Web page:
The information released by EPA covers CAFOs in more than 30 states, including many family farmers and ranchers who feed less than 1,000 head and are not subject to regulation under the Clean Water Act, according to NCBA.
“When we reviewed the information submitted by the states and released by EPA, we were alarmed at the detail of the information provided on hard-working family farmers and ranchers, family operations including my own,” said NCBA past president J.D. Alexander, a cattle feeder from Pilger, Neb. For some operations, even telephone numbers and deceased relatives are listed, he said.
In January 2012, EPA proposed the Clean Water Act Section 308 CAFO reporting rule to collect information from CAFOs and make it publicly available and readily searchable through their website. Cattle producers, along with the Department of Homeland Security, expressed concerns that this was not only a serious overreach of EPA’s authority and would create a road map for activists to harass individual families, but that the proposal would aid and abet terrorism and provide a very real threat to the nation’s food security. EPA later withdrew the 308 rule.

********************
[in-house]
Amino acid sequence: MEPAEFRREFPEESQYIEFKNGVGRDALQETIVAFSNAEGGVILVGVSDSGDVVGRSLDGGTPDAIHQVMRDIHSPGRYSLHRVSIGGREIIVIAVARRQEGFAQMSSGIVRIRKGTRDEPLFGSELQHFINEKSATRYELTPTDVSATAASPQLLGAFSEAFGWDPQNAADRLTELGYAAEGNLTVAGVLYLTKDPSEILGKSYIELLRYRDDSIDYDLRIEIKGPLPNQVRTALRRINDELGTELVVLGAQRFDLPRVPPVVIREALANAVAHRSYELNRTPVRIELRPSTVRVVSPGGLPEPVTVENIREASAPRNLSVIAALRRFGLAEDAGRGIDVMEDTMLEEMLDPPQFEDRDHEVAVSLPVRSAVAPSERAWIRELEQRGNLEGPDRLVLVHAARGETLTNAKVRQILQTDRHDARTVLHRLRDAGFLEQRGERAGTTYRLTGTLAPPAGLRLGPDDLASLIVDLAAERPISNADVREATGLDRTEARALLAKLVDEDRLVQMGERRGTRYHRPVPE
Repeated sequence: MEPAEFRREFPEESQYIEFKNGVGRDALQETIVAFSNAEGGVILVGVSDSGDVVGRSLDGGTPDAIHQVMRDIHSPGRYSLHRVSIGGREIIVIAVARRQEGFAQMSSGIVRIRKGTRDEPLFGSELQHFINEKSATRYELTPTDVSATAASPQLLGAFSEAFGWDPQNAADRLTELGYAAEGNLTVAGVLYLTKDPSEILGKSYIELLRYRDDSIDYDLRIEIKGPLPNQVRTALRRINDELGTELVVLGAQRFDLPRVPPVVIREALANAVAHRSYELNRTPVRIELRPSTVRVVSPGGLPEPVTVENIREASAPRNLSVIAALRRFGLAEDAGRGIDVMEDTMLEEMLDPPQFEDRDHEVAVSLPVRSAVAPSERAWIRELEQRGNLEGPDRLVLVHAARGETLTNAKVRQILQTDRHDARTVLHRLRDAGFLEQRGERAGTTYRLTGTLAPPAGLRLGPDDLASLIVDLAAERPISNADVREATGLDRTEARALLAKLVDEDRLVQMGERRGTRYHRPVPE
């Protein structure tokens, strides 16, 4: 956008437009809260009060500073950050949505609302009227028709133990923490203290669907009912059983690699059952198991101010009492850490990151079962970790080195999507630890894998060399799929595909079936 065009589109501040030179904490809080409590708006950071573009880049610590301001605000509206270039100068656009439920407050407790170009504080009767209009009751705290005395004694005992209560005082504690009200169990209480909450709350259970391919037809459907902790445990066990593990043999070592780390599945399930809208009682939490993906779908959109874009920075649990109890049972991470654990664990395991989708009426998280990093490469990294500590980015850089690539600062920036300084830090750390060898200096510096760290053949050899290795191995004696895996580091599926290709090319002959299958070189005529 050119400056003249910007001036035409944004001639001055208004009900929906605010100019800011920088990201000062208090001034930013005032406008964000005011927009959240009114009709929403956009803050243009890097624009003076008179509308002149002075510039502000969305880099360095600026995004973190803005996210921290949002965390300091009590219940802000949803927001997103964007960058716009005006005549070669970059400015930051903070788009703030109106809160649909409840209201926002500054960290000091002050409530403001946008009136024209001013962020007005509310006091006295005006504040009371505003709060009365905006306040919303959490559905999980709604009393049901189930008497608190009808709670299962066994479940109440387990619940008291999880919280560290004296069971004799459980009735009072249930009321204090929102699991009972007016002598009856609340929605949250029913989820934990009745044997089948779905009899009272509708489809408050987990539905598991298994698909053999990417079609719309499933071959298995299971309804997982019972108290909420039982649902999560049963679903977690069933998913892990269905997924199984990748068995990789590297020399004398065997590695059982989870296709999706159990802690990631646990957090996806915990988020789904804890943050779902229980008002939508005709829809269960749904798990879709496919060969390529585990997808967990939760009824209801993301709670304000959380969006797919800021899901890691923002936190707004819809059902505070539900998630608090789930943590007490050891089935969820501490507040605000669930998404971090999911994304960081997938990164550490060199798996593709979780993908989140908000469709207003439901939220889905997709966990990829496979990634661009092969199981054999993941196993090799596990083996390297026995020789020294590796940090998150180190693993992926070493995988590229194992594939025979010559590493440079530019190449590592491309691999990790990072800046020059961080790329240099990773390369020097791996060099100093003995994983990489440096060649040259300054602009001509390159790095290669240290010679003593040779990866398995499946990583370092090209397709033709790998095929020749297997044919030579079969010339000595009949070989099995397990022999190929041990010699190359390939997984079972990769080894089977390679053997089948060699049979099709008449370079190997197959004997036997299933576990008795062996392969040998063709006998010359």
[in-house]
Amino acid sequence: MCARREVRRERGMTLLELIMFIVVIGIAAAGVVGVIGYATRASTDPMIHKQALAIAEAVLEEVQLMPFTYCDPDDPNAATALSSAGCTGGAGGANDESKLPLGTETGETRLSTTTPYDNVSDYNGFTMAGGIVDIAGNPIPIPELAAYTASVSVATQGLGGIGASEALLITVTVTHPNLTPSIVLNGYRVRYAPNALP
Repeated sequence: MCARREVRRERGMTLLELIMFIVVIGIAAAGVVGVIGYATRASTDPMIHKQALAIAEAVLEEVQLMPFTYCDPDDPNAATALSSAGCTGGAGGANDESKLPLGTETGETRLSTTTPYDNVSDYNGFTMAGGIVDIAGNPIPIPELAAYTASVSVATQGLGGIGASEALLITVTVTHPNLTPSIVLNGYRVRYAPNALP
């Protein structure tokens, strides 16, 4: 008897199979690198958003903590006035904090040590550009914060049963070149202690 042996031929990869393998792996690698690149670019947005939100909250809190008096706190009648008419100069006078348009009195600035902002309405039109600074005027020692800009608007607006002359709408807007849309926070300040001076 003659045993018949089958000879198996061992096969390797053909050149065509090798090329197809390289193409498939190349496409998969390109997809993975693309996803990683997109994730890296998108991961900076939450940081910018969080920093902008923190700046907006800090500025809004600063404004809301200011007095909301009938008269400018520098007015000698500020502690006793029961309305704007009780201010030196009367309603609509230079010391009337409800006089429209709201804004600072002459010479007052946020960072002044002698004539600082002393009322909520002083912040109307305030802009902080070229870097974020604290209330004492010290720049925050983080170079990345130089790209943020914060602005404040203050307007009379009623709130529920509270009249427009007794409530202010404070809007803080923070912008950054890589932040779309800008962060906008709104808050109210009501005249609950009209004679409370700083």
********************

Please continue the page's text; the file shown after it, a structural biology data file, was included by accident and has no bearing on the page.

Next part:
Last year’s milk/feed economy slowed the nation’s overall trend in changing dairy herd structure at least a little, according to estimates provided in USDA’s annual review of farms and livestock operations.
First, the trend that didn't change: U.S. dairy herds declined during the year, down 2,000, to 58,000. In terms of real numbers, the decline isn't out of the norm for the past several years, with annual declines in a range of 2,000 to 2,500 since 2008. And, as a percentage of herds, the 2012 decline was about 3.45% of the total U.S. herds, also in line with the past four years.
What did change in 2012 is that even the largest herds were not immune from declining numbers.